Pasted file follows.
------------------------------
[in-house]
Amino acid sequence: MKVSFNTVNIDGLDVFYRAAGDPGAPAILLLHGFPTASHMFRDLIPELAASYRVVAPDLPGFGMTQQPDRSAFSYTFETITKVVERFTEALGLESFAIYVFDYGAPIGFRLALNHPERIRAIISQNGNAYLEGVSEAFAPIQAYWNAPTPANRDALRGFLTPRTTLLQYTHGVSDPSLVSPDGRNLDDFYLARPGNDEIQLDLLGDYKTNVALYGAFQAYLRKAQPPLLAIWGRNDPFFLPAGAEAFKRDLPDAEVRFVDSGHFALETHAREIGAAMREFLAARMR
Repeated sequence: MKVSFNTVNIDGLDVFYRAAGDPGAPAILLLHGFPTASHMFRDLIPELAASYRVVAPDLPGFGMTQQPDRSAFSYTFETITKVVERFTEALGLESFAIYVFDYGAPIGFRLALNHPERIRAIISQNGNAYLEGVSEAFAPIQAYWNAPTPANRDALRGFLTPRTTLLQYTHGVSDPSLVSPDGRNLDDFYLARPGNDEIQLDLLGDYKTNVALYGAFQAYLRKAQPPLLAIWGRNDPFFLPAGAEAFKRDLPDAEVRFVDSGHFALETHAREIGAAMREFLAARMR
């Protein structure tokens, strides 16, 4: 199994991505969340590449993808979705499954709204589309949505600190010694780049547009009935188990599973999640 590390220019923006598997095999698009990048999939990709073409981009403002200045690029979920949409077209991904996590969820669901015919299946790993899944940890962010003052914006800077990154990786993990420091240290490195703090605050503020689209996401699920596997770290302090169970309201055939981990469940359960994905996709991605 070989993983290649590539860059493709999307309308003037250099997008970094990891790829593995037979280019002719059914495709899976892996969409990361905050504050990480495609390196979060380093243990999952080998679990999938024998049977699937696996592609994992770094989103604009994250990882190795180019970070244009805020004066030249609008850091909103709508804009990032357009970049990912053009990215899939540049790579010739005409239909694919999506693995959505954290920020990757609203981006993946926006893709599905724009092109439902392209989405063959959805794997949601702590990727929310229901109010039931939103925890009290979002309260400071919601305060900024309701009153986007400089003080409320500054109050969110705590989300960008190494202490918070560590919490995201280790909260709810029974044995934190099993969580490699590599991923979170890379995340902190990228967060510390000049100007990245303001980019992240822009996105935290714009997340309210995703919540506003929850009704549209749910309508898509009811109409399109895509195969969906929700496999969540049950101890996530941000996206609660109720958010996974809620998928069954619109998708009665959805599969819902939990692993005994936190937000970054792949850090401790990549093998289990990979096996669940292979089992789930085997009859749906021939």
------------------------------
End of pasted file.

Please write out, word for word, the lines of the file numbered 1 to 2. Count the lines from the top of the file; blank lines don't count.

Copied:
[in-house]
Amino acid sequence: MKVSFNTVNIDGLDVFYRAAGDPGAPAILLLHGFPTASHMFRDLIPELAASYRVVAPDLPGFGMTQQPDRSAFSYTFETITKVVERFTEALGLESFAIYVFDYGAPIGFRLALNHPERIRAIISQNGNAYLEGVSEAFAPIQAYWNAPTPANRDALRGFLTPRTTLLQYTHGVSDPSLVSPDGRNLDDFYLARPGNDEIQLDLLGDYKTNVALYGAFQAYLRKAQPPLLAIWGRNDPFFLPAGAEAFKRDLPDAEVRFVDSGHFALETHAREIGAAMREFLAARMR